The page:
Tuesday, March 24, 2009

Little notice of the grim news from Azerbaijan

You don’t read much about Azerbaijan in the USA. You don’t read much about many other countries here. Maybe you read about China. Or Venezuela. Occasionally Russia or Mexico. But - the truth is that so much attention of the US media whirls around things that aren’t really that important. Are other Republicans apologizing too much to Rush Limbaugh? Who is getting kicked off “Dancing with the Stars?

And, legitimately, everyone is watching the economic storm clouds. Are things getting better? Will Obama’s plans work? Will the Republicans be successful in their bid to stifle economic recovery and prove Obama to be a failure.

The Christian Science Monitor did write a nice article on the referendum. This is the longest piece I’ve seen in the US news media - not counting a piece by the Voice of America. According to the Central Elections , the turnout for the vote last week was 71 percent, and 92 percent of the voters approved scrapping the term limits on the president.

Effectively, this means that President Ilham Aliyev can stay in power as long as he likes. He is in charge of the New Azerbaijan Party. The media is nearly completely owned or muzzled by the government. The opposition parties are fragmented and weak. At one point, it seemed to me like the president might have over reached, that his opponents were finding new strength and unity in their opposition to the referendum. That hope now seems naive.

Since the vote, I’ve been in touch with friends in Azerbaijan. The climate there seems discouraging for people who seek some democracy in that country. I look closely for signs of hope in their correspondence, but I don’t find it.

Not yet.

7 comments:

Syphos said...

Did a search on my reader for Azerbaijan and a small AFP piece was in the NYT on the referendum:

http://www.nytimes.com/2009/03/19/world/asia/19briefs-AVOTETOLIFTT_BRF.html?_r=1

The only other hit, beyond your blog, for Azerbaijan was on perceptions of the US here:

http://paxbellona.blogspot.com/2009/03/money-cant-buy-love-perceptions-of-us.html

Ani said...

Eric, what a sore point you’ve hit for me! As someone who has been involved with the Armenian opposition but living in America, I naively assured a friend that the world would be watching the outcome of the 2008 presidential election. Then I looked on with horror when the falsified elections and the post-election protests were nearly completely ignored in the West, until ten deaths occurred. It takes people dying for notice to be taken of anywhere except the few countries that occur on our radar screen, like China, for reasons of American self-interest. Then when a country blows up, like Afghanistan, we are taken utterly by surprise and have no idea how to respond. And first, 80% of Americans (maybe more) have to find it on a map.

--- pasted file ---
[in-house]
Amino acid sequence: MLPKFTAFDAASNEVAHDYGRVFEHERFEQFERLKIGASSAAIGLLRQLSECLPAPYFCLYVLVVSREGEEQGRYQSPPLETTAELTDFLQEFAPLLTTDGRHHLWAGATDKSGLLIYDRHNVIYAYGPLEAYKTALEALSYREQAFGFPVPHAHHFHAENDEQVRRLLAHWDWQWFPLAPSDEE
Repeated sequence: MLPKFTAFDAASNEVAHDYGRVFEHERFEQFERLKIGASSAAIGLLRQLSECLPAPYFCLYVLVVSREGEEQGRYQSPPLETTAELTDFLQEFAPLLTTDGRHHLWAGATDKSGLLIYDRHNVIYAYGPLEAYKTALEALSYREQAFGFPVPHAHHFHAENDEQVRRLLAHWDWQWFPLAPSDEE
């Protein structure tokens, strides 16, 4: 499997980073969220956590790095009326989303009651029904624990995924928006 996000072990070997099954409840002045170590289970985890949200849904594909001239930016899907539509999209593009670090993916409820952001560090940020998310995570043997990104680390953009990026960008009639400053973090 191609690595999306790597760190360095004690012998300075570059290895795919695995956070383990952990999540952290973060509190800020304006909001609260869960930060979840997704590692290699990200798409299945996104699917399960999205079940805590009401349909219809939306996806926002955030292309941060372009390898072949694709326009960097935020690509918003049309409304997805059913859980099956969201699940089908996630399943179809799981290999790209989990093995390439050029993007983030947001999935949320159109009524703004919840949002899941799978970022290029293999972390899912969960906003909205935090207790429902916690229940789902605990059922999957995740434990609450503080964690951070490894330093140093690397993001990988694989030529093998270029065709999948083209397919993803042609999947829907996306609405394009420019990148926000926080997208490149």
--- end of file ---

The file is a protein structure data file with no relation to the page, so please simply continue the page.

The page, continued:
At the time of the 2008 presidential elections, the New York Times had published almost nothing on Armenia (or on Azerbaijan, with a bit more on Georgia). Since the August war, they’ve added a stringer in Georgia, and they’ve also added links in the “Times Topics” section to Global Voices Online and a few other places, so blogs like yours and other informative blogs on Armenia and Azerbaijan get pushed forward a bit more than just being randomly found through Google. And it’s the reason that, although I’m no journalist, I’ve tried to collect some articles for the Armenian social-news website Khosq.am, and to include information on Belarus, Azerbaijan, Russia, China, Turkey, and Iran now and then as well.

http://khosq.com/en-us/user/75/submitted

By the way, I don’t know if you saw this article because the focus is on Belarus, but the statement on Aliyev sticks in the throat:

http://tinyurl.com/c29sa9

Eric said...

No - I didn't see that article. Thanks! Yes, very strange world we have - when we have to depend on blogs for news coverage. We're in a transitional period. I can't see this type of information system being sustainable for long.

Ani said...

An important, intriguing and sure to be highly controversial book about elections and democracy has just been published: "Wars, Guns, and Votes: Democracy in Dangerous Places" by Paul Collier (Harper/Harper Collins). It's controversial because of his interventionist prescriptions, more than his reporting.
Here's a link to the New York Times book review written by the executive director of Human Rights Watch. Seems like a book you'll want to take a look at:

http://tinyurl.com/cyk88l

poli.sci.media said...

I'm familiar with Collier's work - but not this book. Thanks!

DiSCo said...

Really trustworthy blog. Please keep updating with great posts like this one. I have booked marked your site and am about to email it

to a few friends of mine that I know would enjoy reading..
seslisohbet
seslichat
sesli sohbet
sesli chat
sesli
sesli site
görünlütü sohbet
görüntülü chat
kameralı sohbet
kameralı chat
sesli sohbet siteleri
sesli chat siteleri
görüntülü sohbet siteleri
görüntülü chat siteleri
kameralı sohbet siteleri
canlı sohbet
sesli muhabbet
görüntülü muhabbet
kameralı muhabbet
seslidunya
seslisehir
sesli sex

DiSCo said...

Thank you for sharing a nice article.
seslisohbet